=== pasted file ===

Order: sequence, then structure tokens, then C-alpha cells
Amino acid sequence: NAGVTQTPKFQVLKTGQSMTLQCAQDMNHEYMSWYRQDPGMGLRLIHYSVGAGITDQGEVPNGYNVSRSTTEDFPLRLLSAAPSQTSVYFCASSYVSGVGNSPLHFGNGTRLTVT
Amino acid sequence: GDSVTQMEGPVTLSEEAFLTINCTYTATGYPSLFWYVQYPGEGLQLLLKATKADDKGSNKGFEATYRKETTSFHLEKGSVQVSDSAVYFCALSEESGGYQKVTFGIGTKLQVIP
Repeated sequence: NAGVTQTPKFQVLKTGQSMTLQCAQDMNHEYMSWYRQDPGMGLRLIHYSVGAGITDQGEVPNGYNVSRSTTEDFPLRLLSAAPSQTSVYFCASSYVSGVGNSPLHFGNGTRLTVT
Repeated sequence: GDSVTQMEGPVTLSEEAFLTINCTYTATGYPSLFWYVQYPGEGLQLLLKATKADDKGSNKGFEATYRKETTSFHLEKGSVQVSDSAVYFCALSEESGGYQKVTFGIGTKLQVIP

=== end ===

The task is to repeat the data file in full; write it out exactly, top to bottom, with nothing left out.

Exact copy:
Order: sequence, then structure tokens, then C-alpha cells
Amino acid sequence: NAGVTQTPKFQVLKTGQSMTLQCAQDMNHEYMSWYRQDPGMGLRLIHYSVGAGITDQGEVPNGYNVSRSTTEDFPLRLLSAAPSQTSVYFCASSYVSGVGNSPLHFGNGTRLTVT
Amino acid sequence: GDSVTQMEGPVTLSEEAFLTINCTYTATGYPSLFWYVQYPGEGLQLLLKATKADDKGSNKGFEATYRKETTSFHLEKGSVQVSDSAVYFCALSEESGGYQKVTFGIGTKLQVIP
Repeated sequence: NAGVTQTPKFQVLKTGQSMTLQCAQDMNHEYMSWYRQDPGMGLRLIHYSVGAGITDQGEVPNGYNVSRSTTEDFPLRLLSAAPSQTSVYFCASSYVSGVGNSPLHFGNGTRLTVT
Repeated sequence: GDSVTQMEGPVTLSEEAFLTINCTYTATGYPSLFWYVQYPGEGLQLLLKATKADDKGSNKGFEATYRKETTSFHLEKGSVQVSDSAVYFCALSEESGGYQKVTFGIGTKLQVIP